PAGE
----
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An Analysis of Demand Structure and Policy Effects in the Korean Automobile Industry

Author Park Sang-soo, Kim Kyung-you, Yoon Ja-young Date 2017.12.20 Page
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The automotive industry is crucial to the Korean economy. According to the 2015 Mining and Manufacturing Survey, the sector has 4,660 companies and 348,000 employees, accounting for 6.7 percent of all manufacturing companies in the country and 11.8 percent of the manufacturing labor force. Cars also account for 13.5 percent of combined production value and 12 percent of added value in manufacturing. The industry is also tops in the sector in exports (13.3 percent). With immense influence over upstream and downstream industries, this core sector greatly affects a range of other industries. 

 

Due to its far-reaching impact, government policy toward the industry has sought to stimulate the sluggish domestic economy as a whole. A flexible rate program has been used for the individual consumption tax imposed on passenger cars, a key durable good, thereby allowing the tax to be set at a lower rate for a given period. Most recently, this tax was lowered in 2015 as a preemptive response to a feared decline in automotive exports and production and a slowdown in consumption due to the 2014 sinking of the Sewol ferry and the 2015 outbreak of Middle East respiratory syndrome (MERS). Because the tax cut has expired, it is necessary to study whether the policy was an appropriate tool for its intended goal, and if its effects met expectations in terms of direction and scale. Based on the results, guidelines should be proposed to justify similar policy proposals, predict the scale of their effects, and formulate policy actions that meet their goals.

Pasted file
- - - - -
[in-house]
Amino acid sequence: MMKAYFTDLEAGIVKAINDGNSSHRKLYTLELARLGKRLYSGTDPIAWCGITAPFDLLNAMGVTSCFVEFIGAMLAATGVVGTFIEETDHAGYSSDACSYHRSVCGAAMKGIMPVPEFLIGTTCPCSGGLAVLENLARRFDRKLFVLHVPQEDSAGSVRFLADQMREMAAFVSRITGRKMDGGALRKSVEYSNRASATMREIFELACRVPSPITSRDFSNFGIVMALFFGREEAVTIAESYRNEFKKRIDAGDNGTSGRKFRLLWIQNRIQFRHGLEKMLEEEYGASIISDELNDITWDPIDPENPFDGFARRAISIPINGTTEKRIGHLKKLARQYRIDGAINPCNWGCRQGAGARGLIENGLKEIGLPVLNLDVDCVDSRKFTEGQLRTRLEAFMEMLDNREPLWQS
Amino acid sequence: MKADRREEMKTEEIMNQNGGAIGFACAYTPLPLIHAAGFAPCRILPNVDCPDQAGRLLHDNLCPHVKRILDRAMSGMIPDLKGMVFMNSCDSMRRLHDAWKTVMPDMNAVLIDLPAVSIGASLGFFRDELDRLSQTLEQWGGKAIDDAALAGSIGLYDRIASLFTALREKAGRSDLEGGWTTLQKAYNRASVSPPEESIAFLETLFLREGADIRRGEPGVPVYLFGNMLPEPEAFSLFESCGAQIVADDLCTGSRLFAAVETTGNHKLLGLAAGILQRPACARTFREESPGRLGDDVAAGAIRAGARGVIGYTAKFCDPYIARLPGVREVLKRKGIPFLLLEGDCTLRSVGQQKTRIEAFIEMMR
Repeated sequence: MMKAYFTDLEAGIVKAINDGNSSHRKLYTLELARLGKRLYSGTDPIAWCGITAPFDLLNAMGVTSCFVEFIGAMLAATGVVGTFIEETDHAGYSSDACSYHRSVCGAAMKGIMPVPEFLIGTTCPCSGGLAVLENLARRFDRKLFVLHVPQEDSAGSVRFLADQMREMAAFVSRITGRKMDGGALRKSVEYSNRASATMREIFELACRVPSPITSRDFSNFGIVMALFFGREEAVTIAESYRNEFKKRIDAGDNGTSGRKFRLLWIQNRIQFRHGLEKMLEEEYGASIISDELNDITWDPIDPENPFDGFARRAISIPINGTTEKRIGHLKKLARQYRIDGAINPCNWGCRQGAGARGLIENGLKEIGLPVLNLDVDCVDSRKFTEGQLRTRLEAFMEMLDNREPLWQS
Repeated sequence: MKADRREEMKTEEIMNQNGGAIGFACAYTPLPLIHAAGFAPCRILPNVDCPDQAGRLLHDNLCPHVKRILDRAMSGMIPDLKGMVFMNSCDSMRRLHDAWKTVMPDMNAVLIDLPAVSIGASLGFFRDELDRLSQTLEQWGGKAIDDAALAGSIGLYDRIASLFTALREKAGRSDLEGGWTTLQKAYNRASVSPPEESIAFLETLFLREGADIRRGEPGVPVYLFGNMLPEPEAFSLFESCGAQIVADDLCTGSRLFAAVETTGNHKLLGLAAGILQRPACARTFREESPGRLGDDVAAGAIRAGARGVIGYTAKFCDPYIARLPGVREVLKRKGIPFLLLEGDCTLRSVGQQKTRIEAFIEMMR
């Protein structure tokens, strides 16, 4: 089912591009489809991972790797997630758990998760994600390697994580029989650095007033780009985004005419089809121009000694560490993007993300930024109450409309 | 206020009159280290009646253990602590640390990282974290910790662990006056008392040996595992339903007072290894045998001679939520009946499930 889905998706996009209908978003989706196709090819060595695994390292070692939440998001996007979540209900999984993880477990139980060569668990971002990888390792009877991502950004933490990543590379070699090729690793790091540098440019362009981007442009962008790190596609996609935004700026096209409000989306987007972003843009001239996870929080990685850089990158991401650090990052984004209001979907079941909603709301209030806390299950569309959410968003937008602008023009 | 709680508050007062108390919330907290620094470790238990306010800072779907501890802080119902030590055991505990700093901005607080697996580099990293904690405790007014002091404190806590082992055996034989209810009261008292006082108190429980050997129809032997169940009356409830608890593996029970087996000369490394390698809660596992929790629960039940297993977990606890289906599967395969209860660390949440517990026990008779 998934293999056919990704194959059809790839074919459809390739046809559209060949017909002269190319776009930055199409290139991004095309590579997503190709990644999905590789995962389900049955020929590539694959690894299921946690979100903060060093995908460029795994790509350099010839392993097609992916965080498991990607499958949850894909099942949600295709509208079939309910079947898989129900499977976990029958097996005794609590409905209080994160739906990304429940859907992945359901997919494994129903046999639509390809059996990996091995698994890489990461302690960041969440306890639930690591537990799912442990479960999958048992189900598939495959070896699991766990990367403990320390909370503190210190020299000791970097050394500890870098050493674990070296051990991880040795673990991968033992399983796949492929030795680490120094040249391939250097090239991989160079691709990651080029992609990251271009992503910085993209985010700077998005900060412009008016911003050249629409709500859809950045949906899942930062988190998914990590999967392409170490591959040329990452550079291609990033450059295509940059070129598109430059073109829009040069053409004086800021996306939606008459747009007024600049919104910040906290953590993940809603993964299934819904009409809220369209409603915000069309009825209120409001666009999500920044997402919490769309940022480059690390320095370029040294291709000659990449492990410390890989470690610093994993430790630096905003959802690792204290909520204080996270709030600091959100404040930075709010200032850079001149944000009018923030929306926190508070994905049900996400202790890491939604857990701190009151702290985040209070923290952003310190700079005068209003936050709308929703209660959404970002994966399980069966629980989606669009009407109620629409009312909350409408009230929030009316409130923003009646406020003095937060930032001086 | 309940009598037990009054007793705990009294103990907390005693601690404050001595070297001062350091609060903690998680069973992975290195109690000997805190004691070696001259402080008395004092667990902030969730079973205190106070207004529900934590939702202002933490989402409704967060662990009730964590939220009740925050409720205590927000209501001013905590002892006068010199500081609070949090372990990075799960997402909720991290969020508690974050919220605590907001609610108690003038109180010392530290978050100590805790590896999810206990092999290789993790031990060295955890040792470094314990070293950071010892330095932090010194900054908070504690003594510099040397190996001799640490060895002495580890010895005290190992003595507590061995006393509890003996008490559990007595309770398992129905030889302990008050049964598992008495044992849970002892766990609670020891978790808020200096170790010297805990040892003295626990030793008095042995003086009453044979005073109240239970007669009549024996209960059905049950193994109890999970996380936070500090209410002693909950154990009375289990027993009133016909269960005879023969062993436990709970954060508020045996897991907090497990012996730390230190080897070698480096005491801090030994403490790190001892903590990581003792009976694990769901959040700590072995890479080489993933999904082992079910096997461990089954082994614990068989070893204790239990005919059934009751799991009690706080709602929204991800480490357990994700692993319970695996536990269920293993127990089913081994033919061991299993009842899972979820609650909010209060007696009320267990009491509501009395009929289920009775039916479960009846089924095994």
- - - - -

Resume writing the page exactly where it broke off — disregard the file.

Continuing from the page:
Recognizing these issues, this study analyzed the effects of a lower rate of the individual consumption tax on passenger cars in 2015 through a counterfactual experiment and devised policy implications for consideration. First, a model was designed to estimate the function of supply and demand in the Korean automotive industry, and more specifically the passenger car market, as an analysis tool for the experiement. This model was used to predict the reactions of passenger car consumers and manufacturers to lower prices enabled by the tax cut and changes to sales volume. Using this model, economic players that are direct stakeholders in the policy change were categorized as consumers, producers, and the government, and the net welfare of society was calculated and evaluated comprehensively considering the benefits to consumers and producers and changes to the government’s tax revenue. 

 

Finally, this study explored how the tax cut-induced stimulation effect for the domestic car market influenced other industries directly and indirectly associated with the automotive sector. The counterfactual model designed by this study will likely serve as basic data not only for analysis of the government policy’s effect but for many other studies, including one that estimates how benefits for economic players change along with shifts in the market structure and the environment, such as corporate mergers and new product launches.